Point in Time Count to survey Central Oregon homeless population
Point in Time count takes place on January 29; aims to collect data integral to the availability of services preventing homelessness
Bend, OR – The Homeless Leadership Coalition, along with NeighborImpact and other local agencies, will conduct the annual Point-In-Time Count in Central Oregon on January 29-31, 2020.
The Point-In-Time count is a nationwide effort to count every person experiencing homelessness across the country. The count attempts to capture both sheltered, (i.e. living in emergency shelters and transitional housing), and unsheltered, (i.e. living in a place not meant for human habitation, like a car, outside, abandoned building, etc.), individuals experiencing homelessness. Dozens of trained volunteers survey people in shelters, transitional housing, at meal sites and food banks, drop-in centers, health clinics, hotels/motels, campsites, RV parks and through street canvassing.
In addition to the total number of sheltered and unsheltered people experiencing homelessness, the count gathers information on a wide range of characteristics of the homeless population including age, gender, race, ethnicity, veteran status and disability status. The survey is both confidential and anonymous.
These data are used to measure homelessness on a local and national level and are published annually on the Department of Housing and Urban Development ‘s HUD Exchange website. PIT count data are also provided annually to Congress as part of the Annual Homeless Assessment Report (AHAR). The AHAR is used by Congress, HUD, other federal departments and the general public to understand the nature and extent of homelessness, regionally and nationally. PIT count data has become increasingly important as a measure of local and national progress related to preventing and ending homelessness.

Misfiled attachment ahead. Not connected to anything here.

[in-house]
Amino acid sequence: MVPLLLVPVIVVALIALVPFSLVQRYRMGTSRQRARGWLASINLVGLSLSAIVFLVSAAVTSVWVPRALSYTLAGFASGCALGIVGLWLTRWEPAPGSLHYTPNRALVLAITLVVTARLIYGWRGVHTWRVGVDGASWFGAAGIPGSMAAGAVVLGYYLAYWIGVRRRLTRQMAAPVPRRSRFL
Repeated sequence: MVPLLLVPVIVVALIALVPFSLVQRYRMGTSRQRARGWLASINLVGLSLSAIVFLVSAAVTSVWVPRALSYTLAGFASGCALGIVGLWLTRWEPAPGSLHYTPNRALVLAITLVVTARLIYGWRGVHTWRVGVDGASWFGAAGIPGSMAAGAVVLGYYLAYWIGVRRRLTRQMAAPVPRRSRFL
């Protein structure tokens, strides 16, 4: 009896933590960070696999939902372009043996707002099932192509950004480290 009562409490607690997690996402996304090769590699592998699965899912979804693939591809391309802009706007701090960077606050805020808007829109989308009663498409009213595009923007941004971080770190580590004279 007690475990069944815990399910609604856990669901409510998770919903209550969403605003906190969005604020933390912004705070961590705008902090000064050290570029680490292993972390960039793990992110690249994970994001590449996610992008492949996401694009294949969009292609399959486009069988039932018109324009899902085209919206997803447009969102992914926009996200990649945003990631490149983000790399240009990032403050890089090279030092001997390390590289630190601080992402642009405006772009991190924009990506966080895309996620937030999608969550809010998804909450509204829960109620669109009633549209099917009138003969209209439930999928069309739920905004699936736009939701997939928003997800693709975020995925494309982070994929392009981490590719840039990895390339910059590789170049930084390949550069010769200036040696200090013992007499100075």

The results of the count help to inform HUD’s funding decisions and may affect the resources offered to programs in the region which work toward preventing and ending homelessness.
In addition to informing national priorities and HUD funding decisions, PIT count data are an extremely important source for local program and system planning. To be responsive to the needs of persons experiencing homelessness in the community, local planning bodies need to understand how many individuals and families are being served by their homeless services system, as well as how many are unsheltered and might still need access to services. Current and accurate data on the number and characteristics of homeless persons in the community are useful for policy and planning decisions and enable service providers to adjust the types of services available according to need, resulting in more efficient use of limited resources.
Individuals experiencing homelessness are encouraged to participate and self-report by contacting your local support agency or medical providers in your area. For more information, the media and anyone interested in volunteering is encouraged to contact Colleen Thomas, HLC Co-chair and Homeless Outreach Coordinator with Deschutes County Health Services at the contact information below. Updated locations can be found on the HLC website’s Community Calendar page at: http://www.cohomeless.org/events/
Who Should Participate in the Survey?
- Doubled-up: sharing housing with others, due to the loss of housing or economic hardship.
- Living in motels, hotels or camp grounds, due to lack of housing options.
- Living in a shelter or emergency housing.
- Families or couples having to split up or live in temporary housing, due to the lack of housing.
- Living in a trailer, barn, shed or garage on a relative’s or friend’s property.
- Living with relatives or friends, due to the lack of housing.
- Living in a vehicle, tent, camper, RV (with no hook ups), abandoned home or abandon building
Media contact information:
Colleen Thomas HLC Co-Chair
Work office: 541-317-3153
Work cell: 458-292-6397
About the Central Oregon Homeless Leadership Coalition: The Homeless Leadership Coalition is a collaboration of community partners in Crook, Jefferson, and Deschutes counties, including the Confederated Tribes of Warm Springs engaging the community through education, advocacy, planning prioritizing and accountability for services to persons experiencing homelessness. The HLC consists of more than 40 organizations and individuals from the tricounty region. They include shelter providers, public schools, public health, emergency services, veterans outreach, faith communities, public safety, mental health, housing services, public services, private employers, people with lived experience of homelessness and others. They represent a diverse group of interests, unified by a common focus.